30. Global bioethics A different history Potter (1911-2001): cancer researcher in Wisconsin first use of the term ‘bioethics’ in 1970; We need a new discipline, a science of survival, to deal with the priority problems jeopardizing the survival of humankind: population, peace, pollution, poverty, politics and progress Van Rensselaer Potter: Bioethics. Bridge to the Future, 1971. Bioethics: combining the science of living systems, biological knowledge (bio) and knowledge of human value systems, philosophy (ethics).

  31. Global bioethics A different history William James: concepts do not represent anything but they lead to something; they are like bridges, bringing us from one experience to another. Potter (1911-2001) • Bioethics is like a bridge: • Bridge between present and future • Bridge between science and values • Bridge between nature and culture • Bridge between man and nature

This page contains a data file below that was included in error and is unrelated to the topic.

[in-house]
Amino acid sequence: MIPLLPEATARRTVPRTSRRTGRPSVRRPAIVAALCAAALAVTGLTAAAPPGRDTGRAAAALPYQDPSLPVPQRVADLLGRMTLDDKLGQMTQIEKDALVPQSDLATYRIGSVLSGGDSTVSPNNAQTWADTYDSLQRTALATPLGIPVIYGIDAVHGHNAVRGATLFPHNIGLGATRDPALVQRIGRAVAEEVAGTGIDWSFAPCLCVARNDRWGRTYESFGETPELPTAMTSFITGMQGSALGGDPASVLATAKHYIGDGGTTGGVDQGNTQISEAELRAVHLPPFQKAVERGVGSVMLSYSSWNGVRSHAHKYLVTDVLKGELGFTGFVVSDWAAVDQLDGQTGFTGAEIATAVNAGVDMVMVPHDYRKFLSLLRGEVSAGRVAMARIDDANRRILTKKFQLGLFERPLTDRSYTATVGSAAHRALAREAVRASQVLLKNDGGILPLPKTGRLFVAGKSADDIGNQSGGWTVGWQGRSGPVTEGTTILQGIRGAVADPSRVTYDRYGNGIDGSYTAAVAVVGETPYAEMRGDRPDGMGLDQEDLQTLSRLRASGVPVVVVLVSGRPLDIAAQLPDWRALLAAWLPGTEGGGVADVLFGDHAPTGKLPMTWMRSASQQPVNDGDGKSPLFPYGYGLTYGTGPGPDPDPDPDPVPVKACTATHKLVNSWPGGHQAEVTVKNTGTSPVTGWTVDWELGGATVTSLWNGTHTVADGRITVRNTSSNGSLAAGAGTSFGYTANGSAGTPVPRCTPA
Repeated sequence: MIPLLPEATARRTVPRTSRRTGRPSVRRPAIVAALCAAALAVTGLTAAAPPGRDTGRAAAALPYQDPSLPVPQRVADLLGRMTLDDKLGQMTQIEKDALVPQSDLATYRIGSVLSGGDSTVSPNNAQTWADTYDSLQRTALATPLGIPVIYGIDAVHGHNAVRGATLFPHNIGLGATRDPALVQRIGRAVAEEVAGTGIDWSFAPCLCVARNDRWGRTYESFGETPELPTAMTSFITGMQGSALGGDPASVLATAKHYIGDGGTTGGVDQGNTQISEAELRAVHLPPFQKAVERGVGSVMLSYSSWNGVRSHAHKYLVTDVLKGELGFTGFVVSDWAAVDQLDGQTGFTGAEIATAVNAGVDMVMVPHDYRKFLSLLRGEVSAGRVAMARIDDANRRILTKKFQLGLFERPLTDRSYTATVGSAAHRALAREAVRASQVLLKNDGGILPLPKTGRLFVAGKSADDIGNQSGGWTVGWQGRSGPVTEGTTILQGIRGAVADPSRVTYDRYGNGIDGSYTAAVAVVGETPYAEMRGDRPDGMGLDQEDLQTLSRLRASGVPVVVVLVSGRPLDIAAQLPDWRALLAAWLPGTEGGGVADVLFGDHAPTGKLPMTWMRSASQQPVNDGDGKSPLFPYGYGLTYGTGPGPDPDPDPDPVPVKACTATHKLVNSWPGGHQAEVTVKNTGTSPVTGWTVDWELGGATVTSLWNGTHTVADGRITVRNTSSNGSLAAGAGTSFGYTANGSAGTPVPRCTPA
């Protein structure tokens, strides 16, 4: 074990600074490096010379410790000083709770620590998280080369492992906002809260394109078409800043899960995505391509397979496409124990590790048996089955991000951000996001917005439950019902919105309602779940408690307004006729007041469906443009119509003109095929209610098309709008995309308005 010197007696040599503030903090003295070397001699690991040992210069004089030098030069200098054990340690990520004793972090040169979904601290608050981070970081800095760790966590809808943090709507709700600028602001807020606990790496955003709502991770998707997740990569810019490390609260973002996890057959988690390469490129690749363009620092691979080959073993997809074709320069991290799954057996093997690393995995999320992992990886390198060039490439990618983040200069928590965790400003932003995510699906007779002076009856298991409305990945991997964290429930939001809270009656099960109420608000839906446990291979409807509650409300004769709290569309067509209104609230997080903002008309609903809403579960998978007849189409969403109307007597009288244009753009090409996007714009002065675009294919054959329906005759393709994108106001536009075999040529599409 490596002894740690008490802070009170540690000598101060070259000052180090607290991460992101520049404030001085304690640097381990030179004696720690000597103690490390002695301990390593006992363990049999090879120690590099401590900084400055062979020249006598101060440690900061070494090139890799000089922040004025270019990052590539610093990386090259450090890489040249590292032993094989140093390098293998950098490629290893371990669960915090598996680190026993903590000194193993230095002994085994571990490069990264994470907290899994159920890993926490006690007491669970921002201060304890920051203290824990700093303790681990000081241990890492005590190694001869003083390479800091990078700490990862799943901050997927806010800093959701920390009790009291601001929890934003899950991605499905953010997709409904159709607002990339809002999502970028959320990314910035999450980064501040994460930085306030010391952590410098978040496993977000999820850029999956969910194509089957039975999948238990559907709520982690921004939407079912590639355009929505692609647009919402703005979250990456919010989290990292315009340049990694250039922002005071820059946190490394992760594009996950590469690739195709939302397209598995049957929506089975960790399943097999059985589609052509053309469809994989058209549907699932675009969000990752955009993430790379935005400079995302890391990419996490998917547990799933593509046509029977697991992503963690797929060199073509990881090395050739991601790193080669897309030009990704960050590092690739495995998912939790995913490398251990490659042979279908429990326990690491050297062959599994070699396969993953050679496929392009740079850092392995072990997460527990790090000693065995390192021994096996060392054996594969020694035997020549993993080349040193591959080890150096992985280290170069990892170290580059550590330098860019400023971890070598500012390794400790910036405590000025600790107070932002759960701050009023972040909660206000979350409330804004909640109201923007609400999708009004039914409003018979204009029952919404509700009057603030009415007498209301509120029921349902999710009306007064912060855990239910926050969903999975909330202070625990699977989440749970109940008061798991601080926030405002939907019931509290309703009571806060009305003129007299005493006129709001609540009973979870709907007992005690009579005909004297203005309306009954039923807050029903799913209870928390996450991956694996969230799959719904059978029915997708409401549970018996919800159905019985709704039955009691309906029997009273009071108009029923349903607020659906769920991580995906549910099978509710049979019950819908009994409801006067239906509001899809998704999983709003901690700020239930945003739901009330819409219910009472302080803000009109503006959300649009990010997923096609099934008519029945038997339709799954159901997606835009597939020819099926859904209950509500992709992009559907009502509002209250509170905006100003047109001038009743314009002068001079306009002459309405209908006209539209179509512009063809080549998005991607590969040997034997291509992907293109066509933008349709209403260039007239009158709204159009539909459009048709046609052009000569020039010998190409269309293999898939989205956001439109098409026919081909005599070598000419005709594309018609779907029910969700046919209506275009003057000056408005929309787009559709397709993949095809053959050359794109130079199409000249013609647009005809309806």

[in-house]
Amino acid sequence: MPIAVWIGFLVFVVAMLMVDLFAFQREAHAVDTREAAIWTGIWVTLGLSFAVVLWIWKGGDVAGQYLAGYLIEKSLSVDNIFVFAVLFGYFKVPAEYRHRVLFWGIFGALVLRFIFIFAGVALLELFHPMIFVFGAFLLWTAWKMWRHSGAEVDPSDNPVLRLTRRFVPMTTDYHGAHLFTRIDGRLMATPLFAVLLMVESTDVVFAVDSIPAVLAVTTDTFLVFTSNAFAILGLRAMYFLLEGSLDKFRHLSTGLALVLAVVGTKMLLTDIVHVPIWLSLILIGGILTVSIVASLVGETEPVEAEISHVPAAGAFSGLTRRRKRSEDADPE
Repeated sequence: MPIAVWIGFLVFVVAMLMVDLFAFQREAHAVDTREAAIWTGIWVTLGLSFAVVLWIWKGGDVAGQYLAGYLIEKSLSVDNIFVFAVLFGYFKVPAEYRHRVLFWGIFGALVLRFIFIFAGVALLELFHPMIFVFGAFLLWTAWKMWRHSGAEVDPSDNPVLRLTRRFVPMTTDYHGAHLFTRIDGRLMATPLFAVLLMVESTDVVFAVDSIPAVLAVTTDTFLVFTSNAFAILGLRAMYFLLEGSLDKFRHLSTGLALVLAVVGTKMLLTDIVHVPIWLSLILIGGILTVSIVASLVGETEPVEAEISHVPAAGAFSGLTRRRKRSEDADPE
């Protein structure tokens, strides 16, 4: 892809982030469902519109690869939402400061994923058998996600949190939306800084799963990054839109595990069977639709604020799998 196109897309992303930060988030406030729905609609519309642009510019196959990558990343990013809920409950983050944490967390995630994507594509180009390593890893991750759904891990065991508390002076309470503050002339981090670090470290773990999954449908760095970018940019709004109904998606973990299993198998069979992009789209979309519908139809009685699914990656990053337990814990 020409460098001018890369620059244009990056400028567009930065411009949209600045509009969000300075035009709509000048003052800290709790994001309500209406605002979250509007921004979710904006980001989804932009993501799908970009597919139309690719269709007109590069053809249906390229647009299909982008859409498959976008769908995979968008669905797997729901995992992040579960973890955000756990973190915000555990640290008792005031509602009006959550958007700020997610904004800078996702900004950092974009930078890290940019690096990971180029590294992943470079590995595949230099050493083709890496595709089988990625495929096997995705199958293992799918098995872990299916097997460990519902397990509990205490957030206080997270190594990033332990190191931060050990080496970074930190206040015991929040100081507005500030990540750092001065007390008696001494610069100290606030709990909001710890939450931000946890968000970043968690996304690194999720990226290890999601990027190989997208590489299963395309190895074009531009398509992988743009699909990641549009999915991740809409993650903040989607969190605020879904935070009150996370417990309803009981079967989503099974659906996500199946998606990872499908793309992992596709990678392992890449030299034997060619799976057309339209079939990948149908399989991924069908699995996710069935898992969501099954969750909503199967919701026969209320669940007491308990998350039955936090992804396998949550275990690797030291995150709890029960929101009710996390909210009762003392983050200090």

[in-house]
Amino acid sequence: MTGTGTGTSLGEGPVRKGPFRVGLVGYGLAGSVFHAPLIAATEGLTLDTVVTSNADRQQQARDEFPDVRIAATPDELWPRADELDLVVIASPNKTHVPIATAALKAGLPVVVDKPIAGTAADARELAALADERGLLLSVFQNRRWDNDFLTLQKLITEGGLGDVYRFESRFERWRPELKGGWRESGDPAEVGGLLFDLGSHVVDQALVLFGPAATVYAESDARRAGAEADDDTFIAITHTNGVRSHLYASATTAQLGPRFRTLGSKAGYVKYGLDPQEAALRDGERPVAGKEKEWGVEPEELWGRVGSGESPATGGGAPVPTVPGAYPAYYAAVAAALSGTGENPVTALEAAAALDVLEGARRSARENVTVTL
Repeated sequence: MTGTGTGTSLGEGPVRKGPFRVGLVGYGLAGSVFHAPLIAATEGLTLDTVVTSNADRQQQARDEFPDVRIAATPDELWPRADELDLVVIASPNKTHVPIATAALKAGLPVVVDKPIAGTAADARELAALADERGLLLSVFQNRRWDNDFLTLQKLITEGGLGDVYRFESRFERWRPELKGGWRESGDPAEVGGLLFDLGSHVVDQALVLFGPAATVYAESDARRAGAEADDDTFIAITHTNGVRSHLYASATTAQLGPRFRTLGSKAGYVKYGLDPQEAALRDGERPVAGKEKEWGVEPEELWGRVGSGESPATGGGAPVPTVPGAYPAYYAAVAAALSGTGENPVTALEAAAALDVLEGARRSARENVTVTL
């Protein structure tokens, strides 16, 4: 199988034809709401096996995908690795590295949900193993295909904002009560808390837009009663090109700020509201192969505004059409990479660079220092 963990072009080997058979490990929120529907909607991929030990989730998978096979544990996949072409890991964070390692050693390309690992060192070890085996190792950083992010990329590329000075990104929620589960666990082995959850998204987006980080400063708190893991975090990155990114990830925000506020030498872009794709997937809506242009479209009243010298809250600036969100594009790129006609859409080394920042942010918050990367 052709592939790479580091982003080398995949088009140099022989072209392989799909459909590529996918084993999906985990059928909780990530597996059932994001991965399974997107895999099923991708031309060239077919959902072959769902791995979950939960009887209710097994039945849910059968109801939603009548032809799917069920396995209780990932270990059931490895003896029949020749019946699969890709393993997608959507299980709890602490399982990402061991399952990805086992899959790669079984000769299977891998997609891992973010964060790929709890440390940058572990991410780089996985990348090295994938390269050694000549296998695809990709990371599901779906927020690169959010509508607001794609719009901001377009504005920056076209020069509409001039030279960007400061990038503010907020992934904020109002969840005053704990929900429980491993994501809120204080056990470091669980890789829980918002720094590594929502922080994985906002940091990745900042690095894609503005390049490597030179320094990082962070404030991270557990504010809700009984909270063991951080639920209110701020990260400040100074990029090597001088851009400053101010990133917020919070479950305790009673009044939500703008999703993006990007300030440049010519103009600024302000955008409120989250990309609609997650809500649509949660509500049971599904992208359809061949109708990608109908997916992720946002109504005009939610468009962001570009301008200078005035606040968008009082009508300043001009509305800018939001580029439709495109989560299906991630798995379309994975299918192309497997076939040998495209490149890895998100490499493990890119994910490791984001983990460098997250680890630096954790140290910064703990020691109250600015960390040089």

32. Global bioethics A different history 1. Bridge between present and future • Focus on the future is necessary for survival • The future is in danger, because of separation between two cultures; in modern western society common culture is lost (1959: Snow: The two cultures); the sciences and humanities no longer communicate • Systematic study of future of human civilization required, overcoming the gap between knowing and doing, values and facts • The future cannot take care for itself; human beings should assume their responsibility Bioethics as new interdisciplinary approach with focus on long-term interests and goals that safeguard the survival of humanity

  33. Global bioethics A different history 2. Bridge between science and values • The priority problems of humankind are multidimensional: we need to combine all categories of knowledge • The goal of the new discipline is wisdom; wisdom is “the knowledge of how to use knowledge for human survival and for improvement in the human condition” • Wisdom is action-oriented, a guide for action • There is always uncertainty; we need continuous testing and assessing; we can only proceed with humility Bioethics is “a new discipline that combines biological knowledge with a knowledge of human value systems in an open-ended biocybernetic system of self-assessment…”